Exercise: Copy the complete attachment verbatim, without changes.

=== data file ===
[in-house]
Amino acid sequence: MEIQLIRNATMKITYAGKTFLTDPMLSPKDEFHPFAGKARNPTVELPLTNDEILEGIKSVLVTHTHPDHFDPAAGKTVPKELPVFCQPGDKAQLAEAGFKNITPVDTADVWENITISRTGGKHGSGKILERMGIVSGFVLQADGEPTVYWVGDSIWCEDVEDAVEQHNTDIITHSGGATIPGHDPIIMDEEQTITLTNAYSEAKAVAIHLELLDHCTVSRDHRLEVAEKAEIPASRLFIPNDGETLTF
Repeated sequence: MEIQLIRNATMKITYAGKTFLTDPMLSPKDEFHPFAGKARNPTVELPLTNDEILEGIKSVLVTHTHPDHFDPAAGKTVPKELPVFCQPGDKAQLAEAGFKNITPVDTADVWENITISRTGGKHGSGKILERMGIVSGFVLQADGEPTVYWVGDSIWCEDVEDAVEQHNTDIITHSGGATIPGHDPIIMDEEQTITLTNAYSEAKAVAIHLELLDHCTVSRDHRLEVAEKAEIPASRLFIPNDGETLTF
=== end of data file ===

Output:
[in-house]
Amino acid sequence: MEIQLIRNATMKITYAGKTFLTDPMLSPKDEFHPFAGKARNPTVELPLTNDEILEGIKSVLVTHTHPDHFDPAAGKTVPKELPVFCQPGDKAQLAEAGFKNITPVDTADVWENITISRTGGKHGSGKILERMGIVSGFVLQADGEPTVYWVGDSIWCEDVEDAVEQHNTDIITHSGGATIPGHDPIIMDEEQTITLTNAYSEAKAVAIHLELLDHCTVSRDHRLEVAEKAEIPASRLFIPNDGETLTF
Repeated sequence: MEIQLIRNATMKITYAGKTFLTDPMLSPKDEFHPFAGKARNPTVELPLTNDEILEGIKSVLVTHTHPDHFDPAAGKTVPKELPVFCQPGDKAQLAEAGFKNITPVDTADVWENITISRTGGKHGSGKILERMGIVSGFVLQADGEPTVYWVGDSIWCEDVEDAVEQHNTDIITHSGGATIPGHDPIIMDEEQTITLTNAYSEAKAVAIHLELLDHCTVSRDHRLEVAEKAEIPASRLFIPNDGETLTF